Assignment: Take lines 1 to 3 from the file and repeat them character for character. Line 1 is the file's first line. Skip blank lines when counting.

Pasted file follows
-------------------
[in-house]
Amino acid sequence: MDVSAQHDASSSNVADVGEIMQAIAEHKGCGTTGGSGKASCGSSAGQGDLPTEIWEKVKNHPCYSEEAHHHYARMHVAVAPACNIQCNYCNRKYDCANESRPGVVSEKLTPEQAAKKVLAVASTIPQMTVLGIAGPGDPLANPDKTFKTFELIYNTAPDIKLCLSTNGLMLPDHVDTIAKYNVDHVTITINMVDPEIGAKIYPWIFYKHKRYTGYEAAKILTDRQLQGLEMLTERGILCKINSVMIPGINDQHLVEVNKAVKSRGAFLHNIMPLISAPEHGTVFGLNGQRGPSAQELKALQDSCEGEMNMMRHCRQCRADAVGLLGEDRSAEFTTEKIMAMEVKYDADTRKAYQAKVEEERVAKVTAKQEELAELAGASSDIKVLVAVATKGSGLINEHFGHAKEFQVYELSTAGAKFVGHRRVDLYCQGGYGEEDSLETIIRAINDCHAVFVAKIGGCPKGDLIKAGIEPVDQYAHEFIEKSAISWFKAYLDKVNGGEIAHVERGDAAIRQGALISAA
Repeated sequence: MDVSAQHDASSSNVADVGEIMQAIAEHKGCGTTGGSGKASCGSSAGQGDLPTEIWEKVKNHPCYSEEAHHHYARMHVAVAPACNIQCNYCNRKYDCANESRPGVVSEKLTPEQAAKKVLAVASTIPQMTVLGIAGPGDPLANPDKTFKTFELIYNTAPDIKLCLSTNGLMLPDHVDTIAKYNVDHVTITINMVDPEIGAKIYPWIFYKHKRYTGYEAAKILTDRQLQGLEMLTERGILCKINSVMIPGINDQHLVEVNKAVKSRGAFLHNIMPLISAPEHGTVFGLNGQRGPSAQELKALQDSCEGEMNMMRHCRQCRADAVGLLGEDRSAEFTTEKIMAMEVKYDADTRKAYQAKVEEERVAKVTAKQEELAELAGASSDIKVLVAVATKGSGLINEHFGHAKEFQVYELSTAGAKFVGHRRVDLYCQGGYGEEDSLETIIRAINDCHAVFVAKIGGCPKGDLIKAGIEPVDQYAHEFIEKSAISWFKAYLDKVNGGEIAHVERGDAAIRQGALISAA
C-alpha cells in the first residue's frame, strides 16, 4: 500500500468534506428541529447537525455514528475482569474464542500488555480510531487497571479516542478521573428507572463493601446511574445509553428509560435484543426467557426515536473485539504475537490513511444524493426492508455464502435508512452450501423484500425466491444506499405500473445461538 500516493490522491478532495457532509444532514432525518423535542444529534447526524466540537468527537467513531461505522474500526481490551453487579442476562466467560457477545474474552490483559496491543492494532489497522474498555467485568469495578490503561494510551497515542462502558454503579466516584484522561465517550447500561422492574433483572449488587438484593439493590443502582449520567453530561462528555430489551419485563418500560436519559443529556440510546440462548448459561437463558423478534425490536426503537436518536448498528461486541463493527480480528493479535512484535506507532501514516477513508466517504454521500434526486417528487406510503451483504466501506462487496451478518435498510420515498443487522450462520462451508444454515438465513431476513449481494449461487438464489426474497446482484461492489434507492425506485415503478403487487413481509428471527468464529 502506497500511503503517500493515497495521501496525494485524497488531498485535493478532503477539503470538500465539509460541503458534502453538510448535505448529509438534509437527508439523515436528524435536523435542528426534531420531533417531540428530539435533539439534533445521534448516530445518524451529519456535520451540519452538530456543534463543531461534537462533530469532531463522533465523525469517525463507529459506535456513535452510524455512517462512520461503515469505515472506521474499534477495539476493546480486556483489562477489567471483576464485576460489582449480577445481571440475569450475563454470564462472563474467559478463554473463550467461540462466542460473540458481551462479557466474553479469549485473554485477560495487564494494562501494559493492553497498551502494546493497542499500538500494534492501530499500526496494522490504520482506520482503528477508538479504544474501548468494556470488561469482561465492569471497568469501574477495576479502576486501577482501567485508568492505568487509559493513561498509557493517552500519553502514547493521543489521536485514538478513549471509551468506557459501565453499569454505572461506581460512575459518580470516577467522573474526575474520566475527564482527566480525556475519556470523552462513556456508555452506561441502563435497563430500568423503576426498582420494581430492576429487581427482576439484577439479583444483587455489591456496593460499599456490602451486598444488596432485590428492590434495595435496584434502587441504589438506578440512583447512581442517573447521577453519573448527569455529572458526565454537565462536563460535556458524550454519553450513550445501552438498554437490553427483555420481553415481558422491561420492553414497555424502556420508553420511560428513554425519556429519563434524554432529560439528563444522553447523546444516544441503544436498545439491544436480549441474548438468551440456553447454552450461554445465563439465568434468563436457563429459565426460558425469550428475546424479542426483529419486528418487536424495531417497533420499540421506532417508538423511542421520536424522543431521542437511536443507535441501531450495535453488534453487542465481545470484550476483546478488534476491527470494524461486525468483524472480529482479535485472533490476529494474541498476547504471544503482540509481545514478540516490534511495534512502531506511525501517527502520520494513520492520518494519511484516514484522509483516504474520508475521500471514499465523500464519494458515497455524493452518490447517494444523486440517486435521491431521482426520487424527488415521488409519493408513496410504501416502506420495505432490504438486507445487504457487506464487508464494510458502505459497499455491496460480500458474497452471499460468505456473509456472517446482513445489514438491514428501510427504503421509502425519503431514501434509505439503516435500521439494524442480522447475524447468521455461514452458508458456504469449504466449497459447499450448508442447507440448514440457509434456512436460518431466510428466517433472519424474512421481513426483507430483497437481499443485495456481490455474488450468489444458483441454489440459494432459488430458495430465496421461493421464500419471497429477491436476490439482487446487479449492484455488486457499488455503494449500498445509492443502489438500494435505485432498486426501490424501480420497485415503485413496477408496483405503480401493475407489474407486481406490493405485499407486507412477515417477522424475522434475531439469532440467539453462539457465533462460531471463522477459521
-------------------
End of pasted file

[in-house]
Amino acid sequence: MDVSAQHDASSSNVADVGEIMQAIAEHKGCGTTGGSGKASCGSSAGQGDLPTEIWEKVKNHPCYSEEAHHHYARMHVAVAPACNIQCNYCNRKYDCANESRPGVVSEKLTPEQAAKKVLAVASTIPQMTVLGIAGPGDPLANPDKTFKTFELIYNTAPDIKLCLSTNGLMLPDHVDTIAKYNVDHVTITINMVDPEIGAKIYPWIFYKHKRYTGYEAAKILTDRQLQGLEMLTERGILCKINSVMIPGINDQHLVEVNKAVKSRGAFLHNIMPLISAPEHGTVFGLNGQRGPSAQELKALQDSCEGEMNMMRHCRQCRADAVGLLGEDRSAEFTTEKIMAMEVKYDADTRKAYQAKVEEERVAKVTAKQEELAELAGASSDIKVLVAVATKGSGLINEHFGHAKEFQVYELSTAGAKFVGHRRVDLYCQGGYGEEDSLETIIRAINDCHAVFVAKIGGCPKGDLIKAGIEPVDQYAHEFIEKSAISWFKAYLDKVNGGEIAHVERGDAAIRQGALISAA
Repeated sequence: MDVSAQHDASSSNVADVGEIMQAIAEHKGCGTTGGSGKASCGSSAGQGDLPTEIWEKVKNHPCYSEEAHHHYARMHVAVAPACNIQCNYCNRKYDCANESRPGVVSEKLTPEQAAKKVLAVASTIPQMTVLGIAGPGDPLANPDKTFKTFELIYNTAPDIKLCLSTNGLMLPDHVDTIAKYNVDHVTITINMVDPEIGAKIYPWIFYKHKRYTGYEAAKILTDRQLQGLEMLTERGILCKINSVMIPGINDQHLVEVNKAVKSRGAFLHNIMPLISAPEHGTVFGLNGQRGPSAQELKALQDSCEGEMNMMRHCRQCRADAVGLLGEDRSAEFTTEKIMAMEVKYDADTRKAYQAKVEEERVAKVTAKQEELAELAGASSDIKVLVAVATKGSGLINEHFGHAKEFQVYELSTAGAKFVGHRRVDLYCQGGYGEEDSLETIIRAINDCHAVFVAKIGGCPKGDLIKAGIEPVDQYAHEFIEKSAISWFKAYLDKVNGGEIAHVERGDAAIRQGALISAA